A Simple Definition For Open Access: A Proposal To Open The Discussion

Heather Morrison | The Imaginary Journal of Poetic Economics | January 8, 2013

This post proposes a shift from the detailed BBB definition of open access to Peter Suber's brief definition, as follows: Open-access (OA) literature is digital, online, free of charge, and free of most copyright and licensing restrictions (from Suber's Open Access Overview). 


In my dissertation, I map and analyze the relationship of open access and various Creative Commons licenses and conclude that OA and CC licenses, despite superficial similarities, simply do not map, and that attempting to equate OA with a particular CC license such as CC-BY is highly problematic for scholarship.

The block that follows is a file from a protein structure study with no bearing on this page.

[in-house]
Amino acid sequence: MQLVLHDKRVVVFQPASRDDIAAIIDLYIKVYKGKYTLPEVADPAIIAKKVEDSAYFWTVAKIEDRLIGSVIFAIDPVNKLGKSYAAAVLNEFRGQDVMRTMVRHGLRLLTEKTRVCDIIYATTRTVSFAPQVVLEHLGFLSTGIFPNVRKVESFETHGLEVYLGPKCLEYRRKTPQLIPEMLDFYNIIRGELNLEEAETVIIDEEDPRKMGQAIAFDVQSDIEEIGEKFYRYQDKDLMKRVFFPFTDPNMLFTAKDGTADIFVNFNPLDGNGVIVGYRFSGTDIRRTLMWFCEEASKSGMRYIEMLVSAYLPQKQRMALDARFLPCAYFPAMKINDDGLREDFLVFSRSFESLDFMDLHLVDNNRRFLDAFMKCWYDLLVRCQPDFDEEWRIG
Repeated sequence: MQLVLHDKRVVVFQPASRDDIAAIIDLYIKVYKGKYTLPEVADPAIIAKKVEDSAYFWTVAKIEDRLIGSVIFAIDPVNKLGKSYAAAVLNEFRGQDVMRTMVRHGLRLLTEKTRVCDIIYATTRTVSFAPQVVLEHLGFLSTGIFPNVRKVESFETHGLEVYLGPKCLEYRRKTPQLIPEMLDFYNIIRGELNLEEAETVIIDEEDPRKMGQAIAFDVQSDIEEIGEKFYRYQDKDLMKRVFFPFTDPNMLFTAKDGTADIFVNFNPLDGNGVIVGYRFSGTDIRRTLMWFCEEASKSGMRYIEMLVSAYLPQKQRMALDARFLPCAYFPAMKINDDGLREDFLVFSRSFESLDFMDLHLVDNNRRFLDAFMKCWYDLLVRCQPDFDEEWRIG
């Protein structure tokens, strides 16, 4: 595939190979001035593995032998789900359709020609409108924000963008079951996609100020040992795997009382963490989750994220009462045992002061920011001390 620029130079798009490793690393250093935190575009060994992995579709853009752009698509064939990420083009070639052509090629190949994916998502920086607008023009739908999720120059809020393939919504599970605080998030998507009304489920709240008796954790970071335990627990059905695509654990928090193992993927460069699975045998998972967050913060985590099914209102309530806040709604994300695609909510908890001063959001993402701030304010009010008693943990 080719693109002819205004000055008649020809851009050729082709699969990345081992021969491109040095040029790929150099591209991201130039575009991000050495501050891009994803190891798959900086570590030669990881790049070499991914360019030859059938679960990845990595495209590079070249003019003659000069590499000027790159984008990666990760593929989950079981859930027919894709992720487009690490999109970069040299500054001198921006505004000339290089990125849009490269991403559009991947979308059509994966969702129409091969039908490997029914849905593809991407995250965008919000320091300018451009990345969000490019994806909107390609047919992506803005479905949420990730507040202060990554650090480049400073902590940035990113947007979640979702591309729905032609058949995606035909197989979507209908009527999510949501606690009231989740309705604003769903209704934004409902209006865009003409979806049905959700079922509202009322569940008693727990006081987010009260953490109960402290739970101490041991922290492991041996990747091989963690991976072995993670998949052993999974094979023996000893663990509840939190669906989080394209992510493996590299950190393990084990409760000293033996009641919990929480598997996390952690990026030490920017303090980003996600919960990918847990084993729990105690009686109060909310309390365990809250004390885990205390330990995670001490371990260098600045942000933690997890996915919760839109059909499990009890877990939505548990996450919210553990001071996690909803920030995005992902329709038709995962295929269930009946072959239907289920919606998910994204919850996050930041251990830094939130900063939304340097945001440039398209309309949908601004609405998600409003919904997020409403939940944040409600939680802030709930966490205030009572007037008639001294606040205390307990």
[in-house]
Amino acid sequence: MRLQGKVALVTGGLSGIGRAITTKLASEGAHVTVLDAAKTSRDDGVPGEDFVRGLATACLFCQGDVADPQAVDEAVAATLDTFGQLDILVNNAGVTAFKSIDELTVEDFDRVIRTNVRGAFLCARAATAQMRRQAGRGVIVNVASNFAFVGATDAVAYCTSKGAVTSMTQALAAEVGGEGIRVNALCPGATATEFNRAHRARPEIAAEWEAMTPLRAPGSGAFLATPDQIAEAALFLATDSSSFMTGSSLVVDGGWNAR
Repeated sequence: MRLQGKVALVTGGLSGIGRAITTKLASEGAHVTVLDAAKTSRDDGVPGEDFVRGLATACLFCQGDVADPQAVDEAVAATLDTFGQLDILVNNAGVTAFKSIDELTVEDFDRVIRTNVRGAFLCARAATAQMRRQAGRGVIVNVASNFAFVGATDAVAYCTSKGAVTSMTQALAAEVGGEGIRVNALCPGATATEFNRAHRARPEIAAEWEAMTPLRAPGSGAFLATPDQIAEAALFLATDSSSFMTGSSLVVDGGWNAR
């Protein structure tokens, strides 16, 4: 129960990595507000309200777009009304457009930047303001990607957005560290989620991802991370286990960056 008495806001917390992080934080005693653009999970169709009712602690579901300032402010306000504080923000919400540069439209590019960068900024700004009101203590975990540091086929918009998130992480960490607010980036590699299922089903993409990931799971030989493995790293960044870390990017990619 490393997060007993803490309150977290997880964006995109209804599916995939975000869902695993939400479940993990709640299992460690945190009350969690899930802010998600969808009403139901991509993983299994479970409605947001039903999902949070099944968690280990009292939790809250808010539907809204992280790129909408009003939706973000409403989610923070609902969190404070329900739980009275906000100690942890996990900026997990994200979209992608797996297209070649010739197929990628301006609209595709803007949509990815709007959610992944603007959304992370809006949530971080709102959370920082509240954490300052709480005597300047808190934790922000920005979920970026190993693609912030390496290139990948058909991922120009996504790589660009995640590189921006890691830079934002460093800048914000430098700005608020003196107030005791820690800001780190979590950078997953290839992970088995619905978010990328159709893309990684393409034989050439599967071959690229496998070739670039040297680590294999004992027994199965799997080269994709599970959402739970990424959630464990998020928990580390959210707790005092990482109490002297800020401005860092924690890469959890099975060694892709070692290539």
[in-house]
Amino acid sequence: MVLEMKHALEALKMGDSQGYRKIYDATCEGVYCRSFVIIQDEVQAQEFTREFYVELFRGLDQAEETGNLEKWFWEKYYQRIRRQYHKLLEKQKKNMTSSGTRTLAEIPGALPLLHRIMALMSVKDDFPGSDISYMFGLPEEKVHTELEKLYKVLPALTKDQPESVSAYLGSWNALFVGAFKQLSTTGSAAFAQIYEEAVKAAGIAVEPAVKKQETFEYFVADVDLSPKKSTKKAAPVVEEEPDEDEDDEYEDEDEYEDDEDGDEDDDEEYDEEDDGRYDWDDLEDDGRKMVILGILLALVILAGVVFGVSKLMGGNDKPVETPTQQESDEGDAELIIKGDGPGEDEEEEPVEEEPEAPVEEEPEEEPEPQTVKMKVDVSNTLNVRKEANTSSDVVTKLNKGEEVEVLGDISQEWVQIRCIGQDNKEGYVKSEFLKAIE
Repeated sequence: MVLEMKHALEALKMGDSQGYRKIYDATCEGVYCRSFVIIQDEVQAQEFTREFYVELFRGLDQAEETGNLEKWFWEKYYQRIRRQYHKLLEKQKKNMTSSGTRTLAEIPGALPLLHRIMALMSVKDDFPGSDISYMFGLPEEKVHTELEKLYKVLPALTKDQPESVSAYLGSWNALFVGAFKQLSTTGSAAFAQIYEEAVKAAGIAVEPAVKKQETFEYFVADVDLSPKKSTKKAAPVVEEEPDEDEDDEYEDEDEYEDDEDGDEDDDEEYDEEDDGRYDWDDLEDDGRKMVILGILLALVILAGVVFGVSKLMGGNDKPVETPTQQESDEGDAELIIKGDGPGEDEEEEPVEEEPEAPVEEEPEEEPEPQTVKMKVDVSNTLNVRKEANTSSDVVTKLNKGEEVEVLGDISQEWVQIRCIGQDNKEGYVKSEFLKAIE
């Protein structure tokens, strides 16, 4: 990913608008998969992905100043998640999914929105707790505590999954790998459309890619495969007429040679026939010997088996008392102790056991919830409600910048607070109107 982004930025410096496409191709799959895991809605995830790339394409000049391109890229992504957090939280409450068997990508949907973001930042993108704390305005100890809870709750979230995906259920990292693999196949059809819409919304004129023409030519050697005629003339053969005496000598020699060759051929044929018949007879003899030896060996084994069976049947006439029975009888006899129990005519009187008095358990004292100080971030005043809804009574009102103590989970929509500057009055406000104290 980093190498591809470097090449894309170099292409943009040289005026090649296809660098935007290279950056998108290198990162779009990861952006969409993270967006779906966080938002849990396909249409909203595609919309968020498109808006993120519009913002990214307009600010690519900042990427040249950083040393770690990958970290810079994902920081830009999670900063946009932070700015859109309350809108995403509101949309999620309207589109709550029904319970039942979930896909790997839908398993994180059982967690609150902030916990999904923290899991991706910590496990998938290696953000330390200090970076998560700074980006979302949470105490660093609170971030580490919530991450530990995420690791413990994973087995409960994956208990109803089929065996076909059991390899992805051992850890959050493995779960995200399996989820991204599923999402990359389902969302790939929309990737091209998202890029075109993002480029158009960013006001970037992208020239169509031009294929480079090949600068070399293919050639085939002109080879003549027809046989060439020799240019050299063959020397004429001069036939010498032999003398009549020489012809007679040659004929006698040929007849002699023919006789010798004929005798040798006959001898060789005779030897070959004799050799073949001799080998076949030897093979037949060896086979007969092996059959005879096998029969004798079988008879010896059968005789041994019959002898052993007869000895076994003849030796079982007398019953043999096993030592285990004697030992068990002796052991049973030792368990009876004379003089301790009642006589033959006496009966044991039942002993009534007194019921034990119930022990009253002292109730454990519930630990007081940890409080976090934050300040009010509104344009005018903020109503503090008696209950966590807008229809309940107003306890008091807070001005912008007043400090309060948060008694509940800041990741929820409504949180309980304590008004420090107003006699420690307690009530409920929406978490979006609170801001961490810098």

For a journal, I argue that the best way to express a journal's open access status may well be the default Open Journal Systems (OJS) statement, which reads: this journal provides immediate open access to its content on the principle that making research freely available to the public supports a greater global exchange of knowledge.

This is an open definition in a very important sense: it leaves room for scholars to consider, and experiment with, exactly what open access can or should mean, or do for scholarship. We should be articulating the commons - engaging in thinking about what a knowledge commons might mean - not jumping to a quick technical solution such as a particular CC license (acknowledging that the CC licenses, all of them, are valuable tools for scholars). Some of the elements that we should consider in articulating the commons include...